Program #2: Summer Youth Food Program. A large percentage of children who attend the Gilpin School are receiving food assistance. This program is not available during the summer when school is not in session. Timberline and Gilpin County Health and Human Services are going to partner to provide a weekly lunch distribution program. While all of the details are not yet ironed out, we are proposing opening up Fire Station 3 one day a week from 8 – 11 a.m. and staff it with Timberline firefighters and interested volunteers to distribute weekly

In addition to being able to ensure that no child in Timberline’s district is hungry, it will give us a great opportunity to provide fire prevention information, inquire about smoke detectors and offer free detectors and installation as well as other customer service needs.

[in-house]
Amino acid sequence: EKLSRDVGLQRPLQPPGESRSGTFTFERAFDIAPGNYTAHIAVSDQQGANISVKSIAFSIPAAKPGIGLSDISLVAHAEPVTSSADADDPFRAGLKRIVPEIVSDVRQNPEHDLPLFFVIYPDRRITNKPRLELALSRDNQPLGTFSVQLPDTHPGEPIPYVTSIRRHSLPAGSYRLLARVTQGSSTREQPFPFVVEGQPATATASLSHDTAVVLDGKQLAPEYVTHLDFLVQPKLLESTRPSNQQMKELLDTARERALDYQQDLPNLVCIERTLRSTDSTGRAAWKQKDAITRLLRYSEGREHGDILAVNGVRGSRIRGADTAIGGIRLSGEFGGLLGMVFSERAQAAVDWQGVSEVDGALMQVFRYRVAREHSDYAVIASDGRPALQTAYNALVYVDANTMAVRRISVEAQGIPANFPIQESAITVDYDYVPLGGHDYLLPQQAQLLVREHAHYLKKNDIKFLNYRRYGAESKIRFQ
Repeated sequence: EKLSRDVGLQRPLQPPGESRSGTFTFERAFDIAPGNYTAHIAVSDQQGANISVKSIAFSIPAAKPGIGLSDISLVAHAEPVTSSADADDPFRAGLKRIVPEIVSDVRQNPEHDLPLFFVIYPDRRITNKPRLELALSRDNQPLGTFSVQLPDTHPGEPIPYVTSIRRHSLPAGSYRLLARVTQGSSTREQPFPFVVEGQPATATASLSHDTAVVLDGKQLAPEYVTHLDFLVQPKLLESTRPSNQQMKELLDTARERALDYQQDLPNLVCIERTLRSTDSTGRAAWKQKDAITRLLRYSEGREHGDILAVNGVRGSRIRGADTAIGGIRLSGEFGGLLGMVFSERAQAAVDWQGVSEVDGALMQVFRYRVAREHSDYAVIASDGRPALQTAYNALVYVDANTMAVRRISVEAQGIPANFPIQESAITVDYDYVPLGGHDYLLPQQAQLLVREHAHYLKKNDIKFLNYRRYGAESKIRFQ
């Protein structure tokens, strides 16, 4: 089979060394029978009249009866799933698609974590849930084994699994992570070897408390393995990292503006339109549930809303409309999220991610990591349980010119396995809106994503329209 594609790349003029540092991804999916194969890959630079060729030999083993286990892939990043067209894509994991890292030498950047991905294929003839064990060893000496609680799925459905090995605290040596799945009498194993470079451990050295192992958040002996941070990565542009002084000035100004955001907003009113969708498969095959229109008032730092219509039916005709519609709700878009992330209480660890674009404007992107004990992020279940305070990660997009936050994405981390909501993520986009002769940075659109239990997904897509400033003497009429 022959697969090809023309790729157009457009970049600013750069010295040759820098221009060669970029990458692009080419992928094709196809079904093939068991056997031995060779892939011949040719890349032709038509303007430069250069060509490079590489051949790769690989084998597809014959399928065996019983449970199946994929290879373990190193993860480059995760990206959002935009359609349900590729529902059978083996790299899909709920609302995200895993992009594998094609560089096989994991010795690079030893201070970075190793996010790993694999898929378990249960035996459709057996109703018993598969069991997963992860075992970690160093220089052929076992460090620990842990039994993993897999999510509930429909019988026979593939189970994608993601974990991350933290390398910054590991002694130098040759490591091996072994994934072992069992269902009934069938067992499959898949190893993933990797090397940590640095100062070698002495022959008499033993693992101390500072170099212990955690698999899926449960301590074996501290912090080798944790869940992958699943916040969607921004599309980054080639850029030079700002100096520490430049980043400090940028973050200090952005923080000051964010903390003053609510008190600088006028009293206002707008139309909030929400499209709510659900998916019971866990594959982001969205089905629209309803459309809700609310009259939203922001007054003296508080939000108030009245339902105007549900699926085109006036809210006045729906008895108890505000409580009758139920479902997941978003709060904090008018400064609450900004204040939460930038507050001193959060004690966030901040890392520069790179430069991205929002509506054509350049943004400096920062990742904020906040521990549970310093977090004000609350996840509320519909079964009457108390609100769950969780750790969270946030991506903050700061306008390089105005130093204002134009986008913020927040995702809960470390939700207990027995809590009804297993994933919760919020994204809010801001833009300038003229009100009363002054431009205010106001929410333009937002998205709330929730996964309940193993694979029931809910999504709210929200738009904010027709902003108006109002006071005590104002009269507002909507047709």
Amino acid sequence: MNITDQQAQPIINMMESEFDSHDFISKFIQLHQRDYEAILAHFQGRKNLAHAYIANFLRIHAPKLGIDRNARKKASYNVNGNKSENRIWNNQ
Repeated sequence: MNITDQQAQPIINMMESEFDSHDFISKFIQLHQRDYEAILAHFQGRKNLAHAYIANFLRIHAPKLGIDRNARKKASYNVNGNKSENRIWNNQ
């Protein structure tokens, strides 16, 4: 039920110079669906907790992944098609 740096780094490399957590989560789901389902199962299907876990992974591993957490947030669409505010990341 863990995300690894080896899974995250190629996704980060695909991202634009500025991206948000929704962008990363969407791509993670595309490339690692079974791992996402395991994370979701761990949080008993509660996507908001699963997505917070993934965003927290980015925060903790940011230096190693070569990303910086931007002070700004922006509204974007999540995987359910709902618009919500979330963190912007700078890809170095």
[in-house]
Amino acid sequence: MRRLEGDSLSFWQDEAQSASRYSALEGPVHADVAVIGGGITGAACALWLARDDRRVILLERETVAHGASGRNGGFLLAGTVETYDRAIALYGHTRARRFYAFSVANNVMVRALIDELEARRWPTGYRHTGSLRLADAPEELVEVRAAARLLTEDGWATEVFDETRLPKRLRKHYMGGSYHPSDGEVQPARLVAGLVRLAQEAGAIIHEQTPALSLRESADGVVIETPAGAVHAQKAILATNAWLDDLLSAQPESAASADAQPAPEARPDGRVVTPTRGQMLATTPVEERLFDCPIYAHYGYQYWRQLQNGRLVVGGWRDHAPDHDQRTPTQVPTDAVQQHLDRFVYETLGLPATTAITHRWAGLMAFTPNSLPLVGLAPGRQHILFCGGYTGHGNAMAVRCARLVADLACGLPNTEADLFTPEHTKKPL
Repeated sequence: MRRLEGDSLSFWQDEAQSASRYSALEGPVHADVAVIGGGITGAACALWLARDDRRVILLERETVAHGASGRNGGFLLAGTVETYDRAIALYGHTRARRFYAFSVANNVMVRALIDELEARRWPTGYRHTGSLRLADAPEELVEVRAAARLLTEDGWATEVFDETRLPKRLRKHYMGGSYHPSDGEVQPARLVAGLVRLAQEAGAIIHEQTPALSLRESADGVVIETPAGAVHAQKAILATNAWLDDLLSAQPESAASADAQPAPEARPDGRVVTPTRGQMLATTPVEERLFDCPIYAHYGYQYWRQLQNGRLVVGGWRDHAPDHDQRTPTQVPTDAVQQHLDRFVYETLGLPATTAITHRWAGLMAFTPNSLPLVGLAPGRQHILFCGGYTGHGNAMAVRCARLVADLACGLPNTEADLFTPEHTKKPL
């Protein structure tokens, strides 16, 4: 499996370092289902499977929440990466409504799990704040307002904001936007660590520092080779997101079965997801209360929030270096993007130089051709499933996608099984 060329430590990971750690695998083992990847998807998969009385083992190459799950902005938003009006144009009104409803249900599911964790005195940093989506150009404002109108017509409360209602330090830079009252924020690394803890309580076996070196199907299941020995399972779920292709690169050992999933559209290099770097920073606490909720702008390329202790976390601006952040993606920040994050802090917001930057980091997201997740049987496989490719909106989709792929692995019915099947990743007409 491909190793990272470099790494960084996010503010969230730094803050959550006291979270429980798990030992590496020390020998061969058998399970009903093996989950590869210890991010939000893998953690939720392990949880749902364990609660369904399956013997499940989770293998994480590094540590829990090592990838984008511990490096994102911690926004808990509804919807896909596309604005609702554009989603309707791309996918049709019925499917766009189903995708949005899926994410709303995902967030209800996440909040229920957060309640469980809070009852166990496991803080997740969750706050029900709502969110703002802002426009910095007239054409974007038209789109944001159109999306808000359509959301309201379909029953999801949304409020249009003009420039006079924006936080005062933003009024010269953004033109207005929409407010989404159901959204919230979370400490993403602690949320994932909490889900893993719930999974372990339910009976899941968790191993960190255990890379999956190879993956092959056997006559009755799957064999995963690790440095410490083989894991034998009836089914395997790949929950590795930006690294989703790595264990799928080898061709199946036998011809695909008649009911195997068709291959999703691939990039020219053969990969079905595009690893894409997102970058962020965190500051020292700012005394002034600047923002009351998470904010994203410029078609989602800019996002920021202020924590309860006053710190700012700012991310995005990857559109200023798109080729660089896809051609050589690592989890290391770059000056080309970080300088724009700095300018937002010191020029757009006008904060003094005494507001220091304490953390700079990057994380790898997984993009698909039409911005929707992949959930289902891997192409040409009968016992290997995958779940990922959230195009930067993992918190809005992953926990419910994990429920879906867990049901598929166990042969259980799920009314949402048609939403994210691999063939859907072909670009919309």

Chief Levy passionately believes that Timberline has the opportunity to impact more lives and save more lives than those that are traditionally measured. He is requesting the Board support both proposals as they find unique and exciting ways to collaborate and serve the Timberline Community.

Operations Report

Timberline Fire responded to 52 calls in April. To-date we have responded to 170 calls in 2016, with several of calls being significant incidents. During the same time period last year we responded to 136 calls.

Chief Levy is excited to report that everything is looking great. “We have several improvements that are needed, but I am gathering everything that should be done and bundling them into a Capital Request for the Board to review. I’m hoping to have this available to bring to the Board at the June meeting.”

We have pumped out our waste holding tanks and septic systems and now have a long term plan in place. Station 2 has several roof leaks. We suspect they are from hail and heavy snow load. We have filed a claim with our insurance company and should know if it’s covered over the next few days.